You can slow the spread of both conditions by removing diseased foliage, fruit, and twigs at the first sign of infection, as well as spraying the peach trees with fungicide once or twice during the growing season.
Life Cycle of a Peach Tree Borer
While there are other peach tree pests, including leafhoppers, white peach scale, mites, and aphids, none of these is as big a problem as the peach tree borer. This troublesome insect—its scientific name is Synanthedon exitiosa—is not only fond of peaches, however. It also infests other stone fruits, including plums, cherries, apricots, and nectarines.
It’s not the adult peach tree borer, which resembles a wasp, that causes trouble. It’s the creamy-white larvae that create havoc in your backyard orchard. After mating in mid- to late summer, the female peach tree borer lays her red eggs on the bark of the tree. The eggs hatch within a week or two, and the larvae chew their way into the heart of the peach tree, making use of any existing cracks in bark and generally staying close to the soil line. The hungry larvae continue to feed inside the tree until winter, which they spend underground on the tree’s roots. At the return of warm weather, the developing larvae feed even more voraciously, causing more damage before transforming into their pupal form in the early summer. The peach tree pests emerge as adults around a month later, starting the entire cycle over again.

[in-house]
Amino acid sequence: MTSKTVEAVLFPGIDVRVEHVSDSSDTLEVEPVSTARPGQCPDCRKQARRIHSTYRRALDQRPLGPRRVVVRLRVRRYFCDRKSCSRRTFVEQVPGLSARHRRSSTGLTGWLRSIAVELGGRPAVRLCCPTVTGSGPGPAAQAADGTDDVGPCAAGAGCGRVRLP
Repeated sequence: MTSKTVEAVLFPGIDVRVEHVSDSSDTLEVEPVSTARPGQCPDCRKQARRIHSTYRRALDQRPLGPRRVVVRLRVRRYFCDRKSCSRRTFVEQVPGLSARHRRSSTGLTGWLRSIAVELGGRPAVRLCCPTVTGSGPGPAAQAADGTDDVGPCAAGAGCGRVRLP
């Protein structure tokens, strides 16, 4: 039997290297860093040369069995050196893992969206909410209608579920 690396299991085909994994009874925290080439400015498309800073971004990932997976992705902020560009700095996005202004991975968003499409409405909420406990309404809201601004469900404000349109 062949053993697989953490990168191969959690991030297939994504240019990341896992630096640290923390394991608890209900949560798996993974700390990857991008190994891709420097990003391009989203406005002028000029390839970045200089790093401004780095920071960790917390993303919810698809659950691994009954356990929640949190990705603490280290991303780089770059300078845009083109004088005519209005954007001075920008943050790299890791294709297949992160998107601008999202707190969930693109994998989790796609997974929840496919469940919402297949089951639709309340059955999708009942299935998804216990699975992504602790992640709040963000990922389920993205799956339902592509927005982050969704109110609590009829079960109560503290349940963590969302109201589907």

Signs of Peach Tree Borer Infestation
One of the early signs of a peach tree borer infestation is a reddish, lumpy, sticky mass around the base of the peach tree’s trunk. This messy substance is a mixture of sap, sawdust, and frass, which is insect droppings. You may also spot smaller holes in the lower tree trunk oozing clear sap.
As the insects continue to damage the living tissues underneath the tree bark, it becomes more and more difficult for water and nutrients to travel from the tree’s roots up into its leaves. Eventually, a heavily infested tree will wilt, lose leaves, or even die. Predictably, fruit production is greatly reduced in these peach trees.
Peach Tree Borer Treatment
The most effective peach tree borer treatment is insecticidal spray applied to kill larvae before they penetrate the tree bark. This means you’ll need to spray the lower portion of your peach trees no later than the first week of July, and generally once again in early August. Spray heavily infested trees a third time in late August.
Insecticides with permethrin or carbaryl as the active ingredient generally work very well to kill peach tree borer larvae and have good residual action to continue killing the pests as they hatch. When spraying peach trees for these insect pests, wet the lower portion of the trunk until the pesticide runs down to the ground. This forces the larvae to crawl through the insecticide as they chew into the bark.
Knowing the signs and treatments for common peach tree diseases will help you keep your backyard orchard growing healthy and strong.